Monday, October 15

Professor Neil Garg publishes kid-friendly organic chemistry book


Neil Garg, a professor of chemistry and biochemistry, released a self-published coloring book about organic chemistry April 22. He said he was inspired by his daughters' curiosity in science. (Courtesy of Neil Garg)

Neil Garg, a professor of chemistry and biochemistry, released a self-published coloring book about organic chemistry April 22. He said he was inspired by his daughters' curiosity in science. (Courtesy of Neil Garg)


Midway through his newly published book, Neil Garg poses a serious scientific question to his reader.

“What’s a chemical in coffee that adults like so much?”

The question is scrawled in chunky cartoon letters inside the children’s coloring book he created. An answer awaits on the opposite page: caffeine, a stimulant, its molecular structure rendered in black and white.

Garg, a professor of chemistry and biochemistry, said he was inspired to write and self-publish The Organic Coloring Book with the help of his two young daughters. Garg released the kid-friendly book April 22, hoping it would inspire children to love organic chemistry as much as he does.

When his younger daughter Kaylie was 4 years old, she began questioning her parents incessantly about the chemicals served in her food, Garg said.

“Kaylie had a fear of chemicals,” said Garg, who is also a faculty-in-residence at De Neve Gardenia and Holly. “She was really skeptical.”

So, Garg and his wife began teaching Kaylie that everything around her was filled with chemicals. These important substances, such as cyanidins and beta-carotene, made her blueberries blue and her carrots orange, Garg would tell his daughter. Eventually, he said, chemical naming became a game around his house. Kaylie’s older sister, Elaina, also joined in on the fun.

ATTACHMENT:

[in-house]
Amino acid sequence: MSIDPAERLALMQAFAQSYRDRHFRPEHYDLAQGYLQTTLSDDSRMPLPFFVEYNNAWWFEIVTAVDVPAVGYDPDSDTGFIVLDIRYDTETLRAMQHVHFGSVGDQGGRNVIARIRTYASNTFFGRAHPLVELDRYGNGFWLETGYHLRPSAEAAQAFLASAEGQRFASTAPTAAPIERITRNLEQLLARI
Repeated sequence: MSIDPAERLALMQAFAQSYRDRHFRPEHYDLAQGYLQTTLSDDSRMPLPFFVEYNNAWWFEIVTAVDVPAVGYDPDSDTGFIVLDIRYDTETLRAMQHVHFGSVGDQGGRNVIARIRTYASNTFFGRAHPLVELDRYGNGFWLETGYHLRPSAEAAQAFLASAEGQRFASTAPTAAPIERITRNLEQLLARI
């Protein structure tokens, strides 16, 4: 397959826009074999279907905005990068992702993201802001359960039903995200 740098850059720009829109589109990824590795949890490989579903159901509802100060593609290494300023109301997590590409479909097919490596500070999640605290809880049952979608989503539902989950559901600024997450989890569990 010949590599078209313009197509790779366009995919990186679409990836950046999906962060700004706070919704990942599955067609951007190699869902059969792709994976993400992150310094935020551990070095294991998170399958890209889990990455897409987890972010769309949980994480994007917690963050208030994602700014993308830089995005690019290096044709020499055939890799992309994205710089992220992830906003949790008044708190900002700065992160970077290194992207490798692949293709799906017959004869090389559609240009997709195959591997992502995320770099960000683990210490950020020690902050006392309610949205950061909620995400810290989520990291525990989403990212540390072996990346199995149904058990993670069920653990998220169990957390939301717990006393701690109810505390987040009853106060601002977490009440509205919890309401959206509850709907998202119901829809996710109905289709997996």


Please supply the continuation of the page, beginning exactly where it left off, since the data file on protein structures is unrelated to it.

The game of chemistry soon reacted with his teaching career to produce the coloring book idea.

“The word ‘organic’ has a lot of definitions these days,” Garg said. “For example, ‘organic’ can mean ‘minimal use of pesticides.’ (But) to an organic chemist, the definition is very different: ‘molecules made up of carbon and hydrogen atoms.’”

Kaylie and Elaina helped Garg select the molecules for the book. Then he asked a graphic artist to create a little character that would follow the reader on every page of the learning journey: Cheesy, a cartoon mouse.

Emma Baker-Tripp and Joyann Barber, graduate students in Garg’s research lab, pitched in by constructing and optimizing the chemical structures used for the book. They made sure every molecule’s atoms and bonds were visible using the computer programs Spartan and CYLview, said Baker-Tripp, a graduate student in chemistry.

When the book was finally ready to publish, Garg gave away more than 100 free copies to the UCLA Krieger Center and Warren Avenue Elementary School. The children in his daughter’s fourth-grade class helped distribute some of these copies to their kindergartener friends, he added.

This past weekend, the family gave away more copies at a school event called the Warner Science Slam.

“Everybody’s been super positive about it,” Garg said. “Kids love to color; they’ll color anything.”

Earlier this week, Garg accepted the Royal Society of Chemistry Higher Education Teaching Award for his accomplishments in popularizing organic chemistry and innovating chemical education, according to the society’s website. Garg has received multiple awards throughout his teaching career, including recognition for his program Biology and Chemistry Online Notes, an online organic chemistry learning system now used in curricula across multiple states.

[Related: Reel Life: Neil Garg]

Garg said he now hopes local museums or the UCLA Store hear about his coloring book and will be open to distributing it. Some of his students are interested in penning a second volume, he added.

“I think there’s been a need in general to have research programs give back to the community,” Garg said.

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